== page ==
You still get an 8th-gen Intel Core i7-8750H with six cores and twelve threads, maxing out at 4.1GHz Turbo. There's 16GB of DDR4 RAM and a 512GB NVMe SSD, which all matches the Razer Blade 15 which has a similar 144Hz screen and costs marginally less at £1,979.

At that price, narrowly ducking under the £2k mark, you'll get an Nvidia GTX 1060 with 6GB of memory whether you go with Asus or Razer. If you want a GTX 1070 then you'll need to go with the Blade 15 as the Zephyrus S with the higher spec GPU is only available in the US.

We're yet to run benchmarks but we've tested other laptops with this set of specs so you're likely to get excellent frame rates. The real test is whether the Zephyrus S can cool all those components while you're gaming.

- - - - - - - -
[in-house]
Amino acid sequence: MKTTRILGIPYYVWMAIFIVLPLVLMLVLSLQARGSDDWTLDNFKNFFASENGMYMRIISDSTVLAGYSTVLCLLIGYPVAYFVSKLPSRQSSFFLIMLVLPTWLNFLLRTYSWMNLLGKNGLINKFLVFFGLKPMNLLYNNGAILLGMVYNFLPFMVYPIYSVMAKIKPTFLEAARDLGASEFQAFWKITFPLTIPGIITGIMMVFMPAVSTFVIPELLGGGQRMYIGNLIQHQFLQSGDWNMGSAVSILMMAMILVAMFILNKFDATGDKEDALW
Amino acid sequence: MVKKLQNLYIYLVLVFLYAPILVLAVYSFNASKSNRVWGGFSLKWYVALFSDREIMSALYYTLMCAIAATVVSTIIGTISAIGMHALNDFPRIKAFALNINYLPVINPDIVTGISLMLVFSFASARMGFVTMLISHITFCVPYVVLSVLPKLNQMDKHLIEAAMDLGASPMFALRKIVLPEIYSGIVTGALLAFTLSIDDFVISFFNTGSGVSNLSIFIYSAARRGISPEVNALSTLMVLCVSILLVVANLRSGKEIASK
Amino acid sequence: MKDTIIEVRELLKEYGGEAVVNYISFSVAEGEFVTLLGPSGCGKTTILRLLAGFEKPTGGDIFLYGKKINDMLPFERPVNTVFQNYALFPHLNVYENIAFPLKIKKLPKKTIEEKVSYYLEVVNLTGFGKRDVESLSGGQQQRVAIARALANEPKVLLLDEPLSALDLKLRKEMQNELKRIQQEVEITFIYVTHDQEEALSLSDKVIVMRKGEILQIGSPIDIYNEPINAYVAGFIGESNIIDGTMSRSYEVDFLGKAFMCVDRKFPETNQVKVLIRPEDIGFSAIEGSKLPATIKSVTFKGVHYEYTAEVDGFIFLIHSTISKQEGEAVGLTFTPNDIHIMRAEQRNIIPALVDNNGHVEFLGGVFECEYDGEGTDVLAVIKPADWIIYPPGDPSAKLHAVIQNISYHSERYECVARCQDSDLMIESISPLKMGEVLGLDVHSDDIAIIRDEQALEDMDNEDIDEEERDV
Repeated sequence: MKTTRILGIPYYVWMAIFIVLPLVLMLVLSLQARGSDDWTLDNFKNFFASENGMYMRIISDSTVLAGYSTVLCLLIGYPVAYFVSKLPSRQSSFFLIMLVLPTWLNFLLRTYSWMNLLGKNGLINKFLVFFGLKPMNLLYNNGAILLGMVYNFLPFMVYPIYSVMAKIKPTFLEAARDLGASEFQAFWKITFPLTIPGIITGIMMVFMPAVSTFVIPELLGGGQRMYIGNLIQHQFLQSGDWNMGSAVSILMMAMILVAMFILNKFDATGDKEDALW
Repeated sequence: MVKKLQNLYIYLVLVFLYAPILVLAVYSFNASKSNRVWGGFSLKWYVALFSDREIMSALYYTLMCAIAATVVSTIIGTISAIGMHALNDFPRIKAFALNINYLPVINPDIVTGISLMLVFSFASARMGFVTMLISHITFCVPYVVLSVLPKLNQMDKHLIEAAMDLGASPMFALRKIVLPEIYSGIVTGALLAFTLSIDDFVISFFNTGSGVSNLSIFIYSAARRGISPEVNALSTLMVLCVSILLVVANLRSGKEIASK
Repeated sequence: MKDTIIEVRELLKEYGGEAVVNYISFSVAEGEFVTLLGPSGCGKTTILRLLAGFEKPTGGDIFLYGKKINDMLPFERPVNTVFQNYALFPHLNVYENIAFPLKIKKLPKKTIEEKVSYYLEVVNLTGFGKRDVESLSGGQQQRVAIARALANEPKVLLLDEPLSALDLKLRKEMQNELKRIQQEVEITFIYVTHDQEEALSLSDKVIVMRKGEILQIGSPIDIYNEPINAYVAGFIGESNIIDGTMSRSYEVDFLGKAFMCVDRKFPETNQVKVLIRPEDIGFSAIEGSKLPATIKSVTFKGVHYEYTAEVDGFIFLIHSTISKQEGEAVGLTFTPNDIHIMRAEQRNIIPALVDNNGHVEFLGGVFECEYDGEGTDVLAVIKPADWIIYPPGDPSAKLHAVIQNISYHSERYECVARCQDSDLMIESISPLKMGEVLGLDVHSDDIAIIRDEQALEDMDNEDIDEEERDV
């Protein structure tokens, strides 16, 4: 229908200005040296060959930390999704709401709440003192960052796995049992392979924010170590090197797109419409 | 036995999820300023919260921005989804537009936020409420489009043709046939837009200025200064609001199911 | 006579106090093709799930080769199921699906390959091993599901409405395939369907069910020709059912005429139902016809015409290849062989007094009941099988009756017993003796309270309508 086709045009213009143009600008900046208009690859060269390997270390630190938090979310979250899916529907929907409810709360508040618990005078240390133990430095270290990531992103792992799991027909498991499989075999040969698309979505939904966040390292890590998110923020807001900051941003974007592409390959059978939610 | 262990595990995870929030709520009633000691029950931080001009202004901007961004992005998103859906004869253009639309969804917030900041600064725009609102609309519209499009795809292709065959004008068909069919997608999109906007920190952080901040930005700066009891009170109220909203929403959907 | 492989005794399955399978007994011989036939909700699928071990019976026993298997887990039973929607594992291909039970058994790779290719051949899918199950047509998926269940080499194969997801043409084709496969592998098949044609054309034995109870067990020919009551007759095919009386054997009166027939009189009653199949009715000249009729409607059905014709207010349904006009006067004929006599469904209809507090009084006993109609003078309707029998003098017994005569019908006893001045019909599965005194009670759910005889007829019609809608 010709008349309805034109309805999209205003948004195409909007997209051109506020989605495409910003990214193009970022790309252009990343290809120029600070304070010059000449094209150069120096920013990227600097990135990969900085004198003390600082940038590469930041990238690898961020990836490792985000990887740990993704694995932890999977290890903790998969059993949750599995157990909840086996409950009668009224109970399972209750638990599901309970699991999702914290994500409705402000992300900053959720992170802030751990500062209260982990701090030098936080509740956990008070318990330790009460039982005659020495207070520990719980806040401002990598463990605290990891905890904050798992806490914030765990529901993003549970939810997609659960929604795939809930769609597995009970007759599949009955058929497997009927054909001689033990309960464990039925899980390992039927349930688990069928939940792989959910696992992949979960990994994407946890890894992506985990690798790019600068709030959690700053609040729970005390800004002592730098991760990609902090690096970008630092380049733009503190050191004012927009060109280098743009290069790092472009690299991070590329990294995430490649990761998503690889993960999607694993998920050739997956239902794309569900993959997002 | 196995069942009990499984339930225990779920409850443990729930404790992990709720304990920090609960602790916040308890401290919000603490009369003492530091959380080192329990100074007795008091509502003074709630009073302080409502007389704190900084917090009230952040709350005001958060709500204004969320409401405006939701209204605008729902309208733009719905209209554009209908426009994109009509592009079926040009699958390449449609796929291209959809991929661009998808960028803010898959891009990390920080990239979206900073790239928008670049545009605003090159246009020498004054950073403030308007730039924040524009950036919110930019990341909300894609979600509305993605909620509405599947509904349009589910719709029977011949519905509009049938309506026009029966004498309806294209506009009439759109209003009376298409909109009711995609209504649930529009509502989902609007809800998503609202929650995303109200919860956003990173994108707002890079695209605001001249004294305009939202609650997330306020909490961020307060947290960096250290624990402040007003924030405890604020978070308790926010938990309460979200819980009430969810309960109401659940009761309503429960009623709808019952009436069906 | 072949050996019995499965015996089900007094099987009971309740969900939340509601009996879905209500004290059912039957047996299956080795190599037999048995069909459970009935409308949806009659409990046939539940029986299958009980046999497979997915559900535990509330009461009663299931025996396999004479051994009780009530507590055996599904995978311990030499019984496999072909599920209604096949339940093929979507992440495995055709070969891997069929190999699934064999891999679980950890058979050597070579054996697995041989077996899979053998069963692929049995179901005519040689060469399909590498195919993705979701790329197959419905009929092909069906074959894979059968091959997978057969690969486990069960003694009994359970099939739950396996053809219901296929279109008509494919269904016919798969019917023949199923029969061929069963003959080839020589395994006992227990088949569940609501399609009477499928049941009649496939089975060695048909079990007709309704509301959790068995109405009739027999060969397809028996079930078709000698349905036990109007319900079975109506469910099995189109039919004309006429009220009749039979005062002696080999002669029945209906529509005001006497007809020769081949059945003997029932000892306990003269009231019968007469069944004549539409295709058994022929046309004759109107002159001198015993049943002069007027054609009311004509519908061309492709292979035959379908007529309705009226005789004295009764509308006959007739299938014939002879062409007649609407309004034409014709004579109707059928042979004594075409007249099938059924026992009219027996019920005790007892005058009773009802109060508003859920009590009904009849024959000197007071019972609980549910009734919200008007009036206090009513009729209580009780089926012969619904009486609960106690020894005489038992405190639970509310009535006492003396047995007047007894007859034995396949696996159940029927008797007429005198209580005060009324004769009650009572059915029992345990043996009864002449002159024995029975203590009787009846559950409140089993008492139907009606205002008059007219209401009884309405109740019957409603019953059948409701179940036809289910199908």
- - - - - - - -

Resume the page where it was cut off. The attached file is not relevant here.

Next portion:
If you're headset isn't to hand then the laptop has improved sound with front facing stereo speakers that are embedded in the hinge.

Rounding off the specs is 802.11ac Wave 2 Wi-Fi, Bluetooth 5.0, full-size HDMI 2.0 and two USB-C and one with the former conveniently positioned at the rear. There are also three USB Type-A ports – one of which is 3.1 Gen 2 - and a headphone jack.

Battery life is unlikely to be anything special as there's little space for a large cell. The Zephyrus S has a 52Wh battery compared to the Blade 15's 80Wh. We'll run our usual video loop test when we get a review sample to see how long it can last.

SPECS
  • 15.6in (1920 x 1080) 141ppi “IPS-level” LCD, 144Hz + 3ms
  • 2.2GHz Intel Core i7-8750H (4.1GHz boost) 6 cores, 12 threads
  • Windows 10 Home 64-bit
  • Nvidia GTX 1060 Max-Q GPU with 6GB RAM
  • 16GB 2666MHz DDR4 RAM
  • 512GB NVMe SSD
  • 802.11b/g/n/ac 2x2 Wave 2 Wi-Fi
  • Bluetooth 5.0
  • 1x USB-C 3.1 Gen2
  • 1x USB-C 3.1 Gen 1
  • 1x USB-A 3.1
  • 2x USB-A 2.0
  • HDMI 2.0
  • Kensington Security Slot
  • Stereo speakers
  • HD webcam
  • 3.5mm headset jack
  • UK tiled keyboard with numberpad
  • Two-button trackpad
  • 52Wh lithium-ion battery, removable
  • 360mm x 268 x 14.95-15.75mm
  • 2.05kg